With Ali's logic, next time I see a few African-Americans eating at a fancy restaurant, I'll conclude there's no racism or prejudice against them in USA.

Posted by: Roya at June 2, 2004 07:56 AM

No name, your stupid ranting is just getting tiresome. You don't HAVE TO prove your ignorance on every post you know? Take a break.

Posted by: Roya at June 2, 2004 07:57 AM

:)

Posted by: BrotherAli at June 2, 2004 07:46 PM

No one is saying that racism/discrimination doesn't exist in the U.S. But it is offensive to say... sure, Iranians are discriminating against Afghanis, but our discrimination isn't as bad as white Americans. I'm sure the Afghanis being deported appreciate that subtle difference. It's all wrong. And in the end has the same impact on its victims, regardless of the motivation.

Posted by: Kristen at June 2, 2004 10:11 PM

Kristen, my point exactly!! Good for you! In reality, which most here would never admit, the US is the least racist country. We have taken people in from every country on the face to the planet, they are able to accomplish whatever they want through their desire and HARD WORK.
True we do have racism in the US and needs to be dealt with. But having traveled to many other countries, including the Middle East, I see we are much farther ahead than the other countries. No one is handed anything for free, nor should they be. If people in the US are poor or homeless, it is because of choice. Not a single choice but the sum total of an entire life's choices. Make different choices during your life and your life turns out differently. If you always choose poorly, life will turn out poorly, if you choose wisely, life will turn out well.
Racism will always be an issue but the US continues to work on it and is doing quite well. I am sure the America haters will totally disagree but that would not be a surprise and is expected.

Posted by: at June 3, 2004 10:32 AM

Actually, I believe that Kristen's point is that racism/descrimination is racism/descrimination no matter where it happens or who is doing it. Why do you keep on bringing the US into the discussion?

Even though YOU seem to believe the ludicrous (and racist) notion that the US is more moral, less racist, and otherwise superior to other countries, I am sure that is NOT Kristen's point.

Furthermore, Pedram's post was about the "AFGHANS of IRAN" and the very real problems of discrimination in Iran. Why are you so fixated with the US, and "America haters?" Stay on topic! Your ignorance/arrogance is just astounding. More than 1/3 of all homeless in America are Veterans and a huge number of current military personel and their families are close to poverty level. So, according to you, they must lack "desire" and the capacity for "hard work," right? Even though you show such contempt for your fellow man (including US soldiers and their family), I bet you're one of the first assholes to rabidly shout, "Support The Troops!"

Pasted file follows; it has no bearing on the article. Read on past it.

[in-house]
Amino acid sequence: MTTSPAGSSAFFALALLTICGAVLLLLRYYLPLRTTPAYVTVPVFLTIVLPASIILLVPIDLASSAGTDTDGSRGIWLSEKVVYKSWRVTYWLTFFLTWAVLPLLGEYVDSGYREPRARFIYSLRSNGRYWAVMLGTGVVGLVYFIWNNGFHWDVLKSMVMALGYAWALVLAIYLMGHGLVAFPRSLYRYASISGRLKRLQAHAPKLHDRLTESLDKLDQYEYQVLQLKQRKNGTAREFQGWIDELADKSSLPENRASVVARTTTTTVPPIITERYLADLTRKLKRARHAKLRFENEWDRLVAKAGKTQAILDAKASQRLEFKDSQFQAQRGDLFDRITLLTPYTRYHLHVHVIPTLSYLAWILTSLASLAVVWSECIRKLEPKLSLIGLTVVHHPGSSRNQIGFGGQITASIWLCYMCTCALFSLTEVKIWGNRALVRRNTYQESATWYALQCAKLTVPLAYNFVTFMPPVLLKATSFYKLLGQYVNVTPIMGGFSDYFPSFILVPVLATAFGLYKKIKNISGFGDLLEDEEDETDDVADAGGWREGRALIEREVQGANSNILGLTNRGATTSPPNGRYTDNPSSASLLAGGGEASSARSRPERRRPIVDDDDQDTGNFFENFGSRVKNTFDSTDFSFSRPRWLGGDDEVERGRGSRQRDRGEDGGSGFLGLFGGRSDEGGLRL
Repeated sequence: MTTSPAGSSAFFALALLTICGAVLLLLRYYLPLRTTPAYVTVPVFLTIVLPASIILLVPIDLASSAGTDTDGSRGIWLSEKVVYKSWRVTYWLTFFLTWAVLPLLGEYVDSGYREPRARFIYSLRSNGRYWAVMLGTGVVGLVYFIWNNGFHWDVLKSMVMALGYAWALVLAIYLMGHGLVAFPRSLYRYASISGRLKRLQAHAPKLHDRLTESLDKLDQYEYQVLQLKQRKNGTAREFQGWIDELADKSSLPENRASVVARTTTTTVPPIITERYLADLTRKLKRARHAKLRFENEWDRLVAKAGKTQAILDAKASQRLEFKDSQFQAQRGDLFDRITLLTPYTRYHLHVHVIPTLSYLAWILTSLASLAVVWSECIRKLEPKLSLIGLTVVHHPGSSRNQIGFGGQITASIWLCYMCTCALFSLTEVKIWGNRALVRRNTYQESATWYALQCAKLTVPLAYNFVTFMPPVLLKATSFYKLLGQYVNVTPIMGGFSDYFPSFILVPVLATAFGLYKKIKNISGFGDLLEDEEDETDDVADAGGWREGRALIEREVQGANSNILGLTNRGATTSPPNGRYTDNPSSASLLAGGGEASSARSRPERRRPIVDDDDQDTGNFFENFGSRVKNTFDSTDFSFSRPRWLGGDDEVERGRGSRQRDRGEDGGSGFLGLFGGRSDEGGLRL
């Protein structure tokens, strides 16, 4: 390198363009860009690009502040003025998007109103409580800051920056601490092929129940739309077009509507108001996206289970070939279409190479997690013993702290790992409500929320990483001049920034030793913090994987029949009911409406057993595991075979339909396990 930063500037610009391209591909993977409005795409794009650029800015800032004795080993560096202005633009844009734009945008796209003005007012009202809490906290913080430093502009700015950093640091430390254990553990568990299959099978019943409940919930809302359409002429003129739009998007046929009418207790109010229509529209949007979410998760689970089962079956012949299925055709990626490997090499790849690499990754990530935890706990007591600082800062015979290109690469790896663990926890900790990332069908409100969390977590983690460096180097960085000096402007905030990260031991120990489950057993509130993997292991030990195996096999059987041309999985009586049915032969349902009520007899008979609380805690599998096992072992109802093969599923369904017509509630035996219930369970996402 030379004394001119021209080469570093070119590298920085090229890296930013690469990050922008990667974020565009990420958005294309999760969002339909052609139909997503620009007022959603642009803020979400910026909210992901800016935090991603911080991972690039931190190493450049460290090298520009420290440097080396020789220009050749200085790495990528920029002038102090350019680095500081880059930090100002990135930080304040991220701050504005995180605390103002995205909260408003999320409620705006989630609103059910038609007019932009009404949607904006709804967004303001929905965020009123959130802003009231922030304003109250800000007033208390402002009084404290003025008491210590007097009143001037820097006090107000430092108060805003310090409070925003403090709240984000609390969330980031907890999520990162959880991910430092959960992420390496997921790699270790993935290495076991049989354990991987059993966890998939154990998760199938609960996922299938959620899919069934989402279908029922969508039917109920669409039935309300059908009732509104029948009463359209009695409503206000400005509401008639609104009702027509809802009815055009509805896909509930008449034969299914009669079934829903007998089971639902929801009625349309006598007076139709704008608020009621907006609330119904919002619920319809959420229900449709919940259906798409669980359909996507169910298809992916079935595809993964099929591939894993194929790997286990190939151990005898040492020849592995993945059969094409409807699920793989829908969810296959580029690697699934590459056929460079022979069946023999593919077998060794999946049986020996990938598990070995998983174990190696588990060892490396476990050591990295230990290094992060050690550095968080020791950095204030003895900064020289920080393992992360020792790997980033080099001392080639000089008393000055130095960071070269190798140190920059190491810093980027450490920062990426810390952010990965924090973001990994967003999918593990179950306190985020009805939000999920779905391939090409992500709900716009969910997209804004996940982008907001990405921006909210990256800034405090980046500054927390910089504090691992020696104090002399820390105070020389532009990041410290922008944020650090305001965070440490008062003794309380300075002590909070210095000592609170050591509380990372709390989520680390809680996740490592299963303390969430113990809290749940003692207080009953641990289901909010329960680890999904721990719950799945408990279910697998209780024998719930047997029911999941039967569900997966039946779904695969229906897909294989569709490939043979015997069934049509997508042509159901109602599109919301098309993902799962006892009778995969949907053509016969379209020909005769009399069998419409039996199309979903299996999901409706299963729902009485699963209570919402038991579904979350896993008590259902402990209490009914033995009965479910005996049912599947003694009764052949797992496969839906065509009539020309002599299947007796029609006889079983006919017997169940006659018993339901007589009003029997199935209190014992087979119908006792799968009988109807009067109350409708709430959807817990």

You make me sick.

I hope we can all get back on topic and offer some constructive solutions to the Afghan/Iran/poverty/refugee issue.

Posted by: BrotherAli at June 3, 2004 01:14 PM

Stop crying ya baby!! What do you really know aou

Posted by: at June 4, 2004 12:22 PM

about US troops or vets. Are you one?

Posted by: at June 4, 2004 12:22 PM

Use your name, or at least a nickname if you don't want people to address you by your IP address or other similar information.

Posted by: Chris at June 9, 2004 08:43 AM

Okay, here is a name for you.

Posted by: US Vet at June 9, 2004 11:53 AM

Okay, here is a name for you.

Posted by: US Vet at June 9, 2004 11:53 AM

Okay, here is a name for you "US Vet"

Posted by: US Vet at June 9, 2004 11:54 AM

Dear my friend,

Even Afghanistan is free of Taliban these days,what about us ?! .Don't you think now is time to think about ourselves ? those Afghanies who are refusing to leave our country these days are one of the following groups :

1-Those who saw Taliban and they are worried if Taliban take the power back in their country which is not true any more.

2-Those who have a good business in Iran and they don't want to start from zero in their country so actualy they are taking the chances from you and me to have a good business.

Posted by: Mohammad Reza at June 21, 2004 10:36 AM